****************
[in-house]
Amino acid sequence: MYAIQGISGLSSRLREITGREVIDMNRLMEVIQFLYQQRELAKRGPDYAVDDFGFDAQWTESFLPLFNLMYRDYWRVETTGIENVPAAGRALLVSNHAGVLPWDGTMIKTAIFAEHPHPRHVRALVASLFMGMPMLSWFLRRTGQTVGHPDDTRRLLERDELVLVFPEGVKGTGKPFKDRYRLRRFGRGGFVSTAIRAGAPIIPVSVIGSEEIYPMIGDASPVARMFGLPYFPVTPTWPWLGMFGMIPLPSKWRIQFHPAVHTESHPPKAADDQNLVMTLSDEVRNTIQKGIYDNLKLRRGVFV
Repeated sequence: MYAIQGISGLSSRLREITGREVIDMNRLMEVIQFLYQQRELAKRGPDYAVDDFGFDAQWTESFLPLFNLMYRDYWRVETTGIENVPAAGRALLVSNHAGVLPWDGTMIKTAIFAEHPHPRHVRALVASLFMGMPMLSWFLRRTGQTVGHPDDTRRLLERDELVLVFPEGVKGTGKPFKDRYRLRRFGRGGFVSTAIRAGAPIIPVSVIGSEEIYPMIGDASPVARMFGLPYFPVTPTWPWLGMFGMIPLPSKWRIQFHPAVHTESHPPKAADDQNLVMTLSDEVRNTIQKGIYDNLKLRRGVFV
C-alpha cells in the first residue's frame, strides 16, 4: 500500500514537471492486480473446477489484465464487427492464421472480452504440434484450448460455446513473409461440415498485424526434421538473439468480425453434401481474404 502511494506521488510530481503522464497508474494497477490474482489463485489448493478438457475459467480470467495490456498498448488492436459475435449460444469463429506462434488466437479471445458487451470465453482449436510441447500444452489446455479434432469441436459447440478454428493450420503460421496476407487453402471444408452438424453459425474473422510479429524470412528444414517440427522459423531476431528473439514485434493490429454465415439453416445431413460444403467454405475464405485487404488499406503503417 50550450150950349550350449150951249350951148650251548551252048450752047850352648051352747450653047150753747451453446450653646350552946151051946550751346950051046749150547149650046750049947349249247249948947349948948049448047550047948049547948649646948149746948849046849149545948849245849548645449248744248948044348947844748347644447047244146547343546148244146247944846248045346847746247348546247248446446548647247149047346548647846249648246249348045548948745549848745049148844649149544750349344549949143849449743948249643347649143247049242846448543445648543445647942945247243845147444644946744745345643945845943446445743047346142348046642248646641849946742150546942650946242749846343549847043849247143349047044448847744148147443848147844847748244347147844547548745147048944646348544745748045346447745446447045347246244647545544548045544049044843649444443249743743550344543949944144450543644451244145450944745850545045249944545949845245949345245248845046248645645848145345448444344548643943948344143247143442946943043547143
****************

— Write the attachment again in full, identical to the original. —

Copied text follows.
[in-house]
Amino acid sequence: MYAIQGISGLSSRLREITGREVIDMNRLMEVIQFLYQQRELAKRGPDYAVDDFGFDAQWTESFLPLFNLMYRDYWRVETTGIENVPAAGRALLVSNHAGVLPWDGTMIKTAIFAEHPHPRHVRALVASLFMGMPMLSWFLRRTGQTVGHPDDTRRLLERDELVLVFPEGVKGTGKPFKDRYRLRRFGRGGFVSTAIRAGAPIIPVSVIGSEEIYPMIGDASPVARMFGLPYFPVTPTWPWLGMFGMIPLPSKWRIQFHPAVHTESHPPKAADDQNLVMTLSDEVRNTIQKGIYDNLKLRRGVFV
Repeated sequence: MYAIQGISGLSSRLREITGREVIDMNRLMEVIQFLYQQRELAKRGPDYAVDDFGFDAQWTESFLPLFNLMYRDYWRVETTGIENVPAAGRALLVSNHAGVLPWDGTMIKTAIFAEHPHPRHVRALVASLFMGMPMLSWFLRRTGQTVGHPDDTRRLLERDELVLVFPEGVKGTGKPFKDRYRLRRFGRGGFVSTAIRAGAPIIPVSVIGSEEIYPMIGDASPVARMFGLPYFPVTPTWPWLGMFGMIPLPSKWRIQFHPAVHTESHPPKAADDQNLVMTLSDEVRNTIQKGIYDNLKLRRGVFV
C-alpha cells in the first residue's frame, strides 16, 4: 500500500514537471492486480473446477489484465464487427492464421472480452504440434484450448460455446513473409461440415498485424526434421538473439468480425453434401481474404 502511494506521488510530481503522464497508474494497477490474482489463485489448493478438457475459467480470467495490456498498448488492436459475435449460444469463429506462434488466437479471445458487451470465453482449436510441447500444452489446455479434432469441436459447440478454428493450420503460421496476407487453402471444408452438424453459425474473422510479429524470412528444414517440427522459423531476431528473439514485434493490429454465415439453416445431413460444403467454405475464405485487404488499406503503417 50550450150950349550350449150951249350951148650251548551252048450752047850352648051352747450653047150753747451453446450653646350552946151051946550751346950051046749150547149650046750049947349249247249948947349948948049448047550047948049547948649646948149746948849046849149545948849245849548645449248744248948044348947844748347644447047244146547343546148244146247944846248045346847746247348546247248446446548647247149047346548647846249648246249348045548948745549848745049148844649149544750349344549949143849449743948249643347649143247049242846448543445648543445647942945247243845147444644946744745345643945845943446445743047346142348046642248646641849946742150546942650946242749846343549847043849247143349047044448847744148147443848147844847748244347147844547548745147048944646348544745748045346447745446447045347246244647545544548045544049044843649444443249743743550344543949944144450543644451244145450944745850545045249944545949845245949345245248845046248645645848145345448444344548643943948344143247143442946943043547143